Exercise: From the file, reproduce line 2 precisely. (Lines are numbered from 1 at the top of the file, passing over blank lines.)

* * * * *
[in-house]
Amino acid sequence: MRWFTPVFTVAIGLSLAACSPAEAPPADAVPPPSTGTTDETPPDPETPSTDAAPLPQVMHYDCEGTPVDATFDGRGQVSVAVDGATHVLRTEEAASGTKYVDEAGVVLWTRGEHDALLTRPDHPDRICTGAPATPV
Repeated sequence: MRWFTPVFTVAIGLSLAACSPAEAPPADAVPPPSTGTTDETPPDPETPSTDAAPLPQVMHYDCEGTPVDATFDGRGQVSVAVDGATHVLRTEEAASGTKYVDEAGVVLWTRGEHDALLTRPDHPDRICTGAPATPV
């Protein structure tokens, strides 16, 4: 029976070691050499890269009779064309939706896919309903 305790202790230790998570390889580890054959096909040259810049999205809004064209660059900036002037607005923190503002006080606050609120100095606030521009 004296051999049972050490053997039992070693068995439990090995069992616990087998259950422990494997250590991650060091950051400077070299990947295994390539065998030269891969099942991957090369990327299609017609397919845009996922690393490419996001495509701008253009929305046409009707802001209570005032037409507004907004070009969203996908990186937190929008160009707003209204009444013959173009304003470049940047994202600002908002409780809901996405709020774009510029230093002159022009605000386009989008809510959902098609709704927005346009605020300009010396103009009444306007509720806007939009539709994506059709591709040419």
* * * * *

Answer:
Amino acid sequence: MRWFTPVFTVAIGLSLAACSPAEAPPADAVPPPSTGTTDETPPDPETPSTDAAPLPQVMHYDCEGTPVDATFDGRGQVSVAVDGATHVLRTEEAASGTKYVDEAGVVLWTRGEHDALLTRPDHPDRICTGAPATPV